Ebolavirus and Marburgvirus Infections

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Center for Food Security and Public Health

Ebolaviruses and marburgviruses are incompletely understood pathogens that cause severe, often fatal, illnesses in humans and non-human primates. These diseases have been known as Ebola and Marburg hemorrhagic fevers, respectively, after the most dramatic symptoms in severe cases. The names “Ebola virus disease” or Marburg virus disease” are now preferred by the World Health Organization (WHO) and some other groups.

Most species of ebolaviruses and the only known species of marburgvirus occur in Africa. Current evidence suggests that the reservoir hosts are probably bats, while other animals and people are incidental hosts. Humans seem to become infected with marburgviruses mainly in caves or mines harboring bats, while ebolavirus infections are often associated with handling tissues from infected nonhuman primates and other species. Once a virus has entered human populations, it can spread from person to person. Some epidemics have affected hundreds of people, particularly when nosocomial spread occurs from inadequate medical supplies or barrier nursing procedures, or when outbreaks are not recognized for long periods. An outbreak of unprecedented size in West Africa began in December 2013, and was first recognized in March 2014. It has been spread in some densely populated urban regions, and has affected thousands of people to date. Although the mortality rate has varied between outbreaks, some ebolaviruses or marburgviruses have killed up to 90% of those who become infected. Treatment options are limited, and with the exception of experimental treatments, consist of supportive care alone. Epizootics in gorillas and chimpanzees are equally serious, and may threaten the survival of these species in the wild. Other wild mammals including duikers also seem to be killed during outbreaks.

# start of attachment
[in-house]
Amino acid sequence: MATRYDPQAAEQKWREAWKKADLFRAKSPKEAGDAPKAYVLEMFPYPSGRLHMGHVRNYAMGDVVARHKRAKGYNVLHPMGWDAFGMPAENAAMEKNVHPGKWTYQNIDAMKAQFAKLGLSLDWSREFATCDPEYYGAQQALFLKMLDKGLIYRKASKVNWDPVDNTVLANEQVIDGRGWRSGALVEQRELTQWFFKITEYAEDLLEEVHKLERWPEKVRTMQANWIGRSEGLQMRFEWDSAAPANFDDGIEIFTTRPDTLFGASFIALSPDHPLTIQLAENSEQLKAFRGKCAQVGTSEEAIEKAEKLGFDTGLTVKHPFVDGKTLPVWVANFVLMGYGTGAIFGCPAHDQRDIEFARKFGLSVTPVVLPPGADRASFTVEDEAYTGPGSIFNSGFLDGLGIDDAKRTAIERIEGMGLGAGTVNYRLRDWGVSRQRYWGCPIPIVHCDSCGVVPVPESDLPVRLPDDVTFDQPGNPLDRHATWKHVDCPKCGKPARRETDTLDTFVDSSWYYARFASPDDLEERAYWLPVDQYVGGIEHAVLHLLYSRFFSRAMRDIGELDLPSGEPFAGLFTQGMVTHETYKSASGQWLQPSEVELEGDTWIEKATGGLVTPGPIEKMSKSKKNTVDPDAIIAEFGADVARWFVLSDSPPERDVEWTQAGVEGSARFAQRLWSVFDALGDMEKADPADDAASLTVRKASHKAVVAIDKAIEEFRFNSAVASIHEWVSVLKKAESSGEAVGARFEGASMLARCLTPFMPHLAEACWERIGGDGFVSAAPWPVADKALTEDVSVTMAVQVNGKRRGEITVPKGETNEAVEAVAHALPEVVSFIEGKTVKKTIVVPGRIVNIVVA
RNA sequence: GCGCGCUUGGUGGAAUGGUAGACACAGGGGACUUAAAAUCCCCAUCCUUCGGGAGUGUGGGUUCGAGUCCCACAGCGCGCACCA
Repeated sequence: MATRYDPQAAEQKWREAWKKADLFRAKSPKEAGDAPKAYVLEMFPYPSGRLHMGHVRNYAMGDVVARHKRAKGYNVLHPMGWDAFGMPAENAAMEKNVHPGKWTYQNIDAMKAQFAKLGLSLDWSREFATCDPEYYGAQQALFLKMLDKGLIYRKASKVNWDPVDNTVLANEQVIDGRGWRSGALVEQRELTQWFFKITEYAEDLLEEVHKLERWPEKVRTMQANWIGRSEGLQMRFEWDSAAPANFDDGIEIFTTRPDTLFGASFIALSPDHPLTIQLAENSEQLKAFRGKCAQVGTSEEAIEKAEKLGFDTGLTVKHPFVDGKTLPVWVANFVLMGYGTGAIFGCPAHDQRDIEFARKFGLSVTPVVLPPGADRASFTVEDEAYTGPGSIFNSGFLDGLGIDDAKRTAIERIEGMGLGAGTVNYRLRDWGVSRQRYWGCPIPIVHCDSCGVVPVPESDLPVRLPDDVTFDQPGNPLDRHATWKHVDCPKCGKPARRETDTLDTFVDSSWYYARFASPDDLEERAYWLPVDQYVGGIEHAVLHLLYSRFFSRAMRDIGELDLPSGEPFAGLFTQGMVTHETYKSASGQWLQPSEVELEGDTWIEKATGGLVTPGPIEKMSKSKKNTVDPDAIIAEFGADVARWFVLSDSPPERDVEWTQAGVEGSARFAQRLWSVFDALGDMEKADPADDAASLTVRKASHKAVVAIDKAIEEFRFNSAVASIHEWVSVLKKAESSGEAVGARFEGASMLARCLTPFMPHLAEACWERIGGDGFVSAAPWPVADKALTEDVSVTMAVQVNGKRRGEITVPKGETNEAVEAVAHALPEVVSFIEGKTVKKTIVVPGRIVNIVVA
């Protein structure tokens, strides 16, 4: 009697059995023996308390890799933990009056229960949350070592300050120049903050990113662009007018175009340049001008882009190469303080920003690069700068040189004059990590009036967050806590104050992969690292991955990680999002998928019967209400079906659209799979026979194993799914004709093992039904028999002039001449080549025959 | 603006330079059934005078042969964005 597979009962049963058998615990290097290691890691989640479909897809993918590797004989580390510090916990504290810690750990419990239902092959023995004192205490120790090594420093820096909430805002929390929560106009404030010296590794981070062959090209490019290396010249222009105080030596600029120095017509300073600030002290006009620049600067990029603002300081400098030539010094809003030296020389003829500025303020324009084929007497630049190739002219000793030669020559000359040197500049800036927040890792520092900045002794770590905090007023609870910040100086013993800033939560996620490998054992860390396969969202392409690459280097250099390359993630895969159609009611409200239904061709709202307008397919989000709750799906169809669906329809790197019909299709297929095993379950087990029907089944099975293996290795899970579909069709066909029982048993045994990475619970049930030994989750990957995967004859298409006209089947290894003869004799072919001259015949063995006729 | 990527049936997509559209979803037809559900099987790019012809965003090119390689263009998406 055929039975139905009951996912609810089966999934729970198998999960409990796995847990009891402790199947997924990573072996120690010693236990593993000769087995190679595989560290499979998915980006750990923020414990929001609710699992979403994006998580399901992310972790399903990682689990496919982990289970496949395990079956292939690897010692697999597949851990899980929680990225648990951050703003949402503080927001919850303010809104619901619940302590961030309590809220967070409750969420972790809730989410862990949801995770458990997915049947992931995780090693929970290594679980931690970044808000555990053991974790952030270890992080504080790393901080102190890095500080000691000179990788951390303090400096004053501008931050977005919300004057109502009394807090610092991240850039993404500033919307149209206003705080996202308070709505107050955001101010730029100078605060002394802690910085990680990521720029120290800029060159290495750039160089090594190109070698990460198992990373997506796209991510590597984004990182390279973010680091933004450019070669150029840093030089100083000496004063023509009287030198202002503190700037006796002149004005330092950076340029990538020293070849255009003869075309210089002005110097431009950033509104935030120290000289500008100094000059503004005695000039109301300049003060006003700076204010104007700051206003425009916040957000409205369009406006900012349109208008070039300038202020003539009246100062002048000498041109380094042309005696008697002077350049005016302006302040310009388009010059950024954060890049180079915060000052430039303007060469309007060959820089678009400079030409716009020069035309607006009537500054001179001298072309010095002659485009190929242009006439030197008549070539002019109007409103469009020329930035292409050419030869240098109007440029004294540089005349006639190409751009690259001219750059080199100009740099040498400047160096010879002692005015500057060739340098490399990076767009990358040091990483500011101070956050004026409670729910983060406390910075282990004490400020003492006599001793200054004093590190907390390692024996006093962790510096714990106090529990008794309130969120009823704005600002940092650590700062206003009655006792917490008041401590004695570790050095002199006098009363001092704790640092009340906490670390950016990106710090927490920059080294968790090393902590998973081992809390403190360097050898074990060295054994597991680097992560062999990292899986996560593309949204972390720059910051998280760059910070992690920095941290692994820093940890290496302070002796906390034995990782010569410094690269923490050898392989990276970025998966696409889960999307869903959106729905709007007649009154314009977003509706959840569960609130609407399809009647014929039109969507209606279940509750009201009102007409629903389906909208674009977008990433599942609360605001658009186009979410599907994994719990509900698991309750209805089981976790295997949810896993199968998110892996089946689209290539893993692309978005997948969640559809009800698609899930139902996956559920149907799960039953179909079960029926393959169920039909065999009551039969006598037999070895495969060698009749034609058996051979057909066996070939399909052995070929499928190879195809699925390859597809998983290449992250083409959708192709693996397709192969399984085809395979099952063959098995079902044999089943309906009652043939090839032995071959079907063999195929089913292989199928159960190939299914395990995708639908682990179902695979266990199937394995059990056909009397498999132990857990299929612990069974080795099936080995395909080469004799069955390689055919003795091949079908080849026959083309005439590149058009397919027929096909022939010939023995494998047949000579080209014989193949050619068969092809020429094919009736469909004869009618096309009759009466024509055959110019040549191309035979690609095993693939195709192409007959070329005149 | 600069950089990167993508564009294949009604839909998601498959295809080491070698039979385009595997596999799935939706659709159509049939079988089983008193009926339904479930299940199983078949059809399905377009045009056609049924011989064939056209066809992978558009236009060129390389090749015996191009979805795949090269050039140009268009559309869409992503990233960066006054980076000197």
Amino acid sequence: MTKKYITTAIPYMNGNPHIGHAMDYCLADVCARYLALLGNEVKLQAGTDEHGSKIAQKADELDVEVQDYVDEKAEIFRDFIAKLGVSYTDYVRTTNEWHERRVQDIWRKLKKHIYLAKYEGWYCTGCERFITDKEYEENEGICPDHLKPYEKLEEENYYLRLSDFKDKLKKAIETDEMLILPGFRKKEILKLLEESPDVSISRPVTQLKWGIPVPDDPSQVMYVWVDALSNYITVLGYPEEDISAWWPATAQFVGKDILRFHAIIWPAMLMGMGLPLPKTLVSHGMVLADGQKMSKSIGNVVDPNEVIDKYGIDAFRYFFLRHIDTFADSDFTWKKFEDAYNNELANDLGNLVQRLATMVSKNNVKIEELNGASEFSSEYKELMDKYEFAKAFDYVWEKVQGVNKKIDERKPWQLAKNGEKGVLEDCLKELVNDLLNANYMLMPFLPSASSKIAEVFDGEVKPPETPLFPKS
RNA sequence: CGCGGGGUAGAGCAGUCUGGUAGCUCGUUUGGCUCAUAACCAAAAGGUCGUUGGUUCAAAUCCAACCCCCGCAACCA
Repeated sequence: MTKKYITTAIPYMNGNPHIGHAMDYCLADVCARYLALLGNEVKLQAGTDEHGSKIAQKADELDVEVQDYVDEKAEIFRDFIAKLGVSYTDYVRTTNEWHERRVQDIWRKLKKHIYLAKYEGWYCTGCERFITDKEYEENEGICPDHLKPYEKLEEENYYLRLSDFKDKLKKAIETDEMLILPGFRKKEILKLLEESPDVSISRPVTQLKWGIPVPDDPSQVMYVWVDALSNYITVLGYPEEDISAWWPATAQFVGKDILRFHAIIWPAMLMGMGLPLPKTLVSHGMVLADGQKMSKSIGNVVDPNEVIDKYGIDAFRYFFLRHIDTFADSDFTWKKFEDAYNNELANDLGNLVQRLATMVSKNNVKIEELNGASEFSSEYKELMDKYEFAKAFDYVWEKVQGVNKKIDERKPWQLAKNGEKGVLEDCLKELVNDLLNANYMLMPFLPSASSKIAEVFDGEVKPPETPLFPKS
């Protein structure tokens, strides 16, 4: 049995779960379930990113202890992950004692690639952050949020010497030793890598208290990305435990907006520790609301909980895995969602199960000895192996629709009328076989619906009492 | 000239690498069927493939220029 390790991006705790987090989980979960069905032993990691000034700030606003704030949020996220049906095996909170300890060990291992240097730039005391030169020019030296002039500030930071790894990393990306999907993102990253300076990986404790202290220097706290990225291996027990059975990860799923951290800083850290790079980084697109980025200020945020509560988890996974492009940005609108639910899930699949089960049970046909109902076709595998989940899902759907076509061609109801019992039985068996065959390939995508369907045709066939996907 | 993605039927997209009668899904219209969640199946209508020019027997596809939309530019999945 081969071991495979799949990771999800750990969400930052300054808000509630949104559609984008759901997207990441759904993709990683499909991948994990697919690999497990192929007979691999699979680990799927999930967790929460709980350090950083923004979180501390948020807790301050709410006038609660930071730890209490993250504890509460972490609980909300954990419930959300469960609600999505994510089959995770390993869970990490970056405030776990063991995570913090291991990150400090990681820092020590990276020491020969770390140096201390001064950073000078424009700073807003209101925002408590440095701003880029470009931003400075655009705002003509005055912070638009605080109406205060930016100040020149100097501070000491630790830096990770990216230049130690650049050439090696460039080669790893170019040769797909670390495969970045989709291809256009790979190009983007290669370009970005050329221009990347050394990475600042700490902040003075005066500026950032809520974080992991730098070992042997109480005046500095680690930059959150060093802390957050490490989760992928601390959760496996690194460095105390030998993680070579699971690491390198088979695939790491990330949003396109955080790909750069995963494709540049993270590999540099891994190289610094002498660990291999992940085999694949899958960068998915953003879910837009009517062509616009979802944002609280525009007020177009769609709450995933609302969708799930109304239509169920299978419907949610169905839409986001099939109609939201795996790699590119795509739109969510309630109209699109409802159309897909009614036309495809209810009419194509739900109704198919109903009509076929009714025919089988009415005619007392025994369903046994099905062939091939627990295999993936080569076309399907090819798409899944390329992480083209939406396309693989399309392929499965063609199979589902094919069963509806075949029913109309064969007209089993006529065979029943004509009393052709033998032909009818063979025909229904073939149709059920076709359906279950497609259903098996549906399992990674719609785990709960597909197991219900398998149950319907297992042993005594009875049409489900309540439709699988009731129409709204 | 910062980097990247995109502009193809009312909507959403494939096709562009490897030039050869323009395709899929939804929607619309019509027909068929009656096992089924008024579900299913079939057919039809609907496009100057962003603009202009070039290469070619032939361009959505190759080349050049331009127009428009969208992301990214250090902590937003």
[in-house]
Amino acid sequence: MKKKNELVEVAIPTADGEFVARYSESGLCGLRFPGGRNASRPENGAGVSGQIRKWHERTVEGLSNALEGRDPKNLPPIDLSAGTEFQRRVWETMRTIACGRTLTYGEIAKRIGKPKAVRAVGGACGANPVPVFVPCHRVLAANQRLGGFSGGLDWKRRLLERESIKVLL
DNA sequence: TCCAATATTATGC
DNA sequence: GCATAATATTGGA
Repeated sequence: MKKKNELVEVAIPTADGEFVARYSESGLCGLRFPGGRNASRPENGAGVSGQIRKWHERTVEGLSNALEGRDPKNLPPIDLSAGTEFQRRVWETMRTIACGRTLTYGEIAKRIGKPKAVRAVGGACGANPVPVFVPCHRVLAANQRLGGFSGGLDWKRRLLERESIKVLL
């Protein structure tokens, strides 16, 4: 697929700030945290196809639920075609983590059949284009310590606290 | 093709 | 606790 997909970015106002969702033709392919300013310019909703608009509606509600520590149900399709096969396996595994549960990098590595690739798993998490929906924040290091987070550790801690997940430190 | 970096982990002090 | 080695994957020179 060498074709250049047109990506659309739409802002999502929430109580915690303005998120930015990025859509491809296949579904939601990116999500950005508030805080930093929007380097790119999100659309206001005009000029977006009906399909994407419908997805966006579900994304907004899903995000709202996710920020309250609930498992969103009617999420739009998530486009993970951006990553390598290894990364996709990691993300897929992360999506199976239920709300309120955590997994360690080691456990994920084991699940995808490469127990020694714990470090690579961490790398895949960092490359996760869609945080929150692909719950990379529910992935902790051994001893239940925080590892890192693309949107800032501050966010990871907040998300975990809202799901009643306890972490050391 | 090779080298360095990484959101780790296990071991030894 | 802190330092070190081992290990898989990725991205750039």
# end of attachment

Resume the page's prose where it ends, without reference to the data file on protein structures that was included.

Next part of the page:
One species, Reston ebolavirus, has been reported outside Africa, in the Philippines and China. This virus does not seem to affect humans, although some people may seroconvert. However, it can cause fatal illness in some species of nonhuman primates. Between 1989 and 1996, Reston ebolavirus was isolated repeatedly at primate quarantine facilities in the U.S. and Italy; in all but one instance, infected monkeys had been imported from a single facility in the Philippines. The source of the virus was never found, but infected monkeys do not seem to have been exported after this facility was closed in 1997. In 2008, however, Reston ebolavirus was discovered in pigs during an unusually severe outbreak of porcine reproductive and respiratory syndrome (PRRS) in the Philippines. This virus was also found in pigs with PRRS in China. Based on experimental studies, Reston ebolavirus alone does not seem to cause any illness in pigs, although its effects during co-infections with other pathogens have not yet been evaluated. Accumulating evidence suggests that ebolaviruses or their relatives may also occur in other locations, although the clinical significance of these viruses for humans and domesticated animals is uncertain.